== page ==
Veteran Congressman Charlie Rangel’s (D-NY) main primary foe wants everyone to be aware of the “widespread voting problems” that occurred in 2012, the last time the two faced off in an election.
State Senator Adriano Espaillat, who is hoping his second Rangel challenge will succeed Tuesday night when the polls close, blasted out an ominous memo to reporters earlier in the day that warns of voter discrimination.
“During the 2012 primary, the 13th District was plagued by voting irregularities that included: Insufficient numbers of Spanish-speaking poll workers; Last-minute reassignments of Spanish-speaking poll workers from Washington Heights to other areas; Prime voters in Washington Heights forced to use provisional paper ballots that were not immediately counted because their names were missing from enrolled voter lists; And incomplete election-night reporting, resulting from unreported results from heavily-Dominican poll sites,” the memo reads. “With the widespread voting problems in 2012, we wanted to make sure you were aware of them in advance of today’s election.”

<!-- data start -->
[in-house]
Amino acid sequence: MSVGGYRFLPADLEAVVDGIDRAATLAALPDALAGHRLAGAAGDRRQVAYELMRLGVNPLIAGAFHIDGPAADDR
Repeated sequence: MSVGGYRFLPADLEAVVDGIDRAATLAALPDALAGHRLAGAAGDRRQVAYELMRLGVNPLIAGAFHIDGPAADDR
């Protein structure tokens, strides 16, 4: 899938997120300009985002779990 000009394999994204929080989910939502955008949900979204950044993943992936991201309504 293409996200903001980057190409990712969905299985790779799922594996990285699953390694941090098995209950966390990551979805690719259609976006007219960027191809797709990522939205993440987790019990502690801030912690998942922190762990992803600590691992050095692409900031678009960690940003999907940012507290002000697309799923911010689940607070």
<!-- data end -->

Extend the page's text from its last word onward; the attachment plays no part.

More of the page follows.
Many of the Espaillat campaign’s listed concerns are focused on the Hispanic voters and neighborhoods that make up the Dominican-American politician’s base. Rangel’s re-election path was complicated when his historically African-American district was redrawn in 2012 to become 55% Hispanic.
But Espaillat isn’t the only one to raise concerns about the New York City Board of Elections, a much-maligned organisation that many local politicos have accused of incompetence, partisanship, and worse. On Monday, a group of City Council members, some of whom have endorsed Espaillat, launched a preemptive call for the agency to avoid the “glaring inaccuracies” of the 2012 race.
“[V]oters were directed to incorrect poll sites, further discouraging them from casting their ballot. Additionally, the district saw glaring inaccuracies in the vote counting process as the Election Day totals differed enormously just days after, when every vote had finally been counted,” the Council members said.
The BoE didn’t respond to Business Insider’s request for comment Monday, but the board’s executive director, Michael Ryan, dismissed similar worries when speaking with Capital New York.
“We have 100% compliance,” Ryan insisted Friday.
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